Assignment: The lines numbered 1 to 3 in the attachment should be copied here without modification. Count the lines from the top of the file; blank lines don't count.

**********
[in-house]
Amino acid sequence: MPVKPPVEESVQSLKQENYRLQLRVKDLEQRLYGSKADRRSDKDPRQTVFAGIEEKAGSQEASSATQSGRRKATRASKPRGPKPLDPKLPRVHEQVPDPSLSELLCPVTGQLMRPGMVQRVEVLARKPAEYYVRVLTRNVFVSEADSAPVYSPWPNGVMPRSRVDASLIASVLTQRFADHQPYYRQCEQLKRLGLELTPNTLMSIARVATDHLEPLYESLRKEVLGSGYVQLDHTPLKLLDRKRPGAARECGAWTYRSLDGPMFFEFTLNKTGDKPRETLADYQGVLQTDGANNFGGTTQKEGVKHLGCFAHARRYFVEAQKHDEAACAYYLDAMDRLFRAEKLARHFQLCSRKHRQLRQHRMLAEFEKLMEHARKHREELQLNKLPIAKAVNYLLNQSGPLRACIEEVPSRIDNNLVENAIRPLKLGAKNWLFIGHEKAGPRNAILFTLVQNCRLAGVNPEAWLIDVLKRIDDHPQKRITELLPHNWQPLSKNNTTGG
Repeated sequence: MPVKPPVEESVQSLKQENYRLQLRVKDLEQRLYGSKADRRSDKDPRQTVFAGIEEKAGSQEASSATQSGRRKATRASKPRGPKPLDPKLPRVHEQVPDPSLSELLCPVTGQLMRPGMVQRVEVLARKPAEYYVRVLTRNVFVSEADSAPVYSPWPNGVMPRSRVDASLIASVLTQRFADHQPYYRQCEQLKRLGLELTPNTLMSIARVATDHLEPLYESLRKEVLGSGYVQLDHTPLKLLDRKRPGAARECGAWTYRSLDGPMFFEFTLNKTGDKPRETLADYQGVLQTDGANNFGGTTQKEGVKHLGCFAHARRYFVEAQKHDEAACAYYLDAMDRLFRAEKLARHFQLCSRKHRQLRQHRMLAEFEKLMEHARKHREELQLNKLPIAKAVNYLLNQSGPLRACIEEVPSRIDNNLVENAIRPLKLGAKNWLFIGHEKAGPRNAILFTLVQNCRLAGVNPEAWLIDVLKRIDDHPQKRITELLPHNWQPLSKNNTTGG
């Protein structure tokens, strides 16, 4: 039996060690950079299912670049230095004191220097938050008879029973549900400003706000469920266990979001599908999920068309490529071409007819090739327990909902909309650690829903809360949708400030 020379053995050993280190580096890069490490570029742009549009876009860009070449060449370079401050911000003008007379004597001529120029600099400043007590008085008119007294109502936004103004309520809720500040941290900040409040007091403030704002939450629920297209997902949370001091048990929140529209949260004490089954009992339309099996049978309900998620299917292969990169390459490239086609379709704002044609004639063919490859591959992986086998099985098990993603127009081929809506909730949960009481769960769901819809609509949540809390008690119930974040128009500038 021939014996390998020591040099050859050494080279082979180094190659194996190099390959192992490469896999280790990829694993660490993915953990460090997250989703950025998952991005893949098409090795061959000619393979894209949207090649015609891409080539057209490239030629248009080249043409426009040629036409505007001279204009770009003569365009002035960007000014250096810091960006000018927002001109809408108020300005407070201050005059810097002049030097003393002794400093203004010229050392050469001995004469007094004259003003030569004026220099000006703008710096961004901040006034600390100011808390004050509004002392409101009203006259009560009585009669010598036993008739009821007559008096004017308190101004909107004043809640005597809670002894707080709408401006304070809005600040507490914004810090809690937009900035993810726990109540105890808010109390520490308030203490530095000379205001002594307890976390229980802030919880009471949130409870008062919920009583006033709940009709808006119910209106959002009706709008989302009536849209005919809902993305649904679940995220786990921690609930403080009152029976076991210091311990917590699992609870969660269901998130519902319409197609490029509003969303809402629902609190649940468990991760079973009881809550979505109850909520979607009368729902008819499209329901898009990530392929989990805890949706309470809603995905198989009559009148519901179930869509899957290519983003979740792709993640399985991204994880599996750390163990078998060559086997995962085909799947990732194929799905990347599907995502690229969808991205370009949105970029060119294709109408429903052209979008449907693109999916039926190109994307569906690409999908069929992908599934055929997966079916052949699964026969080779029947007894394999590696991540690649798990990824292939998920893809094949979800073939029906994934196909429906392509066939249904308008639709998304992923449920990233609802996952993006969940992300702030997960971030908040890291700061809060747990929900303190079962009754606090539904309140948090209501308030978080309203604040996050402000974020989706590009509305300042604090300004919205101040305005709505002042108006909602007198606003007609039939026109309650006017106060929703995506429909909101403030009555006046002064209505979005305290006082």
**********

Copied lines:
[in-house]
Amino acid sequence: MPVKPPVEESVQSLKQENYRLQLRVKDLEQRLYGSKADRRSDKDPRQTVFAGIEEKAGSQEASSATQSGRRKATRASKPRGPKPLDPKLPRVHEQVPDPSLSELLCPVTGQLMRPGMVQRVEVLARKPAEYYVRVLTRNVFVSEADSAPVYSPWPNGVMPRSRVDASLIASVLTQRFADHQPYYRQCEQLKRLGLELTPNTLMSIARVATDHLEPLYESLRKEVLGSGYVQLDHTPLKLLDRKRPGAARECGAWTYRSLDGPMFFEFTLNKTGDKPRETLADYQGVLQTDGANNFGGTTQKEGVKHLGCFAHARRYFVEAQKHDEAACAYYLDAMDRLFRAEKLARHFQLCSRKHRQLRQHRMLAEFEKLMEHARKHREELQLNKLPIAKAVNYLLNQSGPLRACIEEVPSRIDNNLVENAIRPLKLGAKNWLFIGHEKAGPRNAILFTLVQNCRLAGVNPEAWLIDVLKRIDDHPQKRITELLPHNWQPLSKNNTTGG
Repeated sequence: MPVKPPVEESVQSLKQENYRLQLRVKDLEQRLYGSKADRRSDKDPRQTVFAGIEEKAGSQEASSATQSGRRKATRASKPRGPKPLDPKLPRVHEQVPDPSLSELLCPVTGQLMRPGMVQRVEVLARKPAEYYVRVLTRNVFVSEADSAPVYSPWPNGVMPRSRVDASLIASVLTQRFADHQPYYRQCEQLKRLGLELTPNTLMSIARVATDHLEPLYESLRKEVLGSGYVQLDHTPLKLLDRKRPGAARECGAWTYRSLDGPMFFEFTLNKTGDKPRETLADYQGVLQTDGANNFGGTTQKEGVKHLGCFAHARRYFVEAQKHDEAACAYYLDAMDRLFRAEKLARHFQLCSRKHRQLRQHRMLAEFEKLMEHARKHREELQLNKLPIAKAVNYLLNQSGPLRACIEEVPSRIDNNLVENAIRPLKLGAKNWLFIGHEKAGPRNAILFTLVQNCRLAGVNPEAWLIDVLKRIDDHPQKRITELLPHNWQPLSKNNTTGG